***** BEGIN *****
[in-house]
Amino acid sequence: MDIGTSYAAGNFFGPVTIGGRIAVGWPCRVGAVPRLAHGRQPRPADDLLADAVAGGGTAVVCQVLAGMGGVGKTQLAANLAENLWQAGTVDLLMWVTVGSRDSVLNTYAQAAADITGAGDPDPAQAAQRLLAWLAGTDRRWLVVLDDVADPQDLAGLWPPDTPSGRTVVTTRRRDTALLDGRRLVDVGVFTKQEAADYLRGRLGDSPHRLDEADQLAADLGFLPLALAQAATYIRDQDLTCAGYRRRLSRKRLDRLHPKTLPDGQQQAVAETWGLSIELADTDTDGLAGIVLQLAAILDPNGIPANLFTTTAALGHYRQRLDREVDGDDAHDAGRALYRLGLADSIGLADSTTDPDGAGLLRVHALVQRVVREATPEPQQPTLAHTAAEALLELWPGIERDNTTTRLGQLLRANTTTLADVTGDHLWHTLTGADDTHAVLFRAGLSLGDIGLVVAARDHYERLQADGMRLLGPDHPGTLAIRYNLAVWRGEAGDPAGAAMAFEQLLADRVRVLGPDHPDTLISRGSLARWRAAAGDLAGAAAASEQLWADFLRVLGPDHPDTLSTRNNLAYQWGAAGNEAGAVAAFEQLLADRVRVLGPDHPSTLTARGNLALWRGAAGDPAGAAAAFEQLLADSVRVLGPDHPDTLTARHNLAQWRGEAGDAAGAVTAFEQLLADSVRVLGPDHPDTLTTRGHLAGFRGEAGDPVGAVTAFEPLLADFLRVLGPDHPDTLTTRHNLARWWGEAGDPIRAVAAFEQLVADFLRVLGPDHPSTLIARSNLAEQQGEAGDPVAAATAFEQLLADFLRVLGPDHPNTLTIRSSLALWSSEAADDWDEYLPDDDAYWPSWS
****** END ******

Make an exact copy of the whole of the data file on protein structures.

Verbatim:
[in-house]
Amino acid sequence: MDIGTSYAAGNFFGPVTIGGRIAVGWPCRVGAVPRLAHGRQPRPADDLLADAVAGGGTAVVCQVLAGMGGVGKTQLAANLAENLWQAGTVDLLMWVTVGSRDSVLNTYAQAAADITGAGDPDPAQAAQRLLAWLAGTDRRWLVVLDDVADPQDLAGLWPPDTPSGRTVVTTRRRDTALLDGRRLVDVGVFTKQEAADYLRGRLGDSPHRLDEADQLAADLGFLPLALAQAATYIRDQDLTCAGYRRRLSRKRLDRLHPKTLPDGQQQAVAETWGLSIELADTDTDGLAGIVLQLAAILDPNGIPANLFTTTAALGHYRQRLDREVDGDDAHDAGRALYRLGLADSIGLADSTTDPDGAGLLRVHALVQRVVREATPEPQQPTLAHTAAEALLELWPGIERDNTTTRLGQLLRANTTTLADVTGDHLWHTLTGADDTHAVLFRAGLSLGDIGLVVAARDHYERLQADGMRLLGPDHPGTLAIRYNLAVWRGEAGDPAGAAMAFEQLLADRVRVLGPDHPDTLISRGSLARWRAAAGDLAGAAAASEQLWADFLRVLGPDHPDTLSTRNNLAYQWGAAGNEAGAVAAFEQLLADRVRVLGPDHPSTLTARGNLALWRGAAGDPAGAAAAFEQLLADSVRVLGPDHPDTLTARHNLAQWRGEAGDAAGAVTAFEQLLADSVRVLGPDHPDTLTTRGHLAGFRGEAGDPVGAVTAFEPLLADFLRVLGPDHPDTLTTRHNLARWWGEAGDPIRAVAAFEQLVADFLRVLGPDHPSTLIARSNLAEQQGEAGDPVAAATAFEQLLADFLRVLGPDHPNTLTIRSSLALWSSEAADDWDEYLPDDDAYWPSWS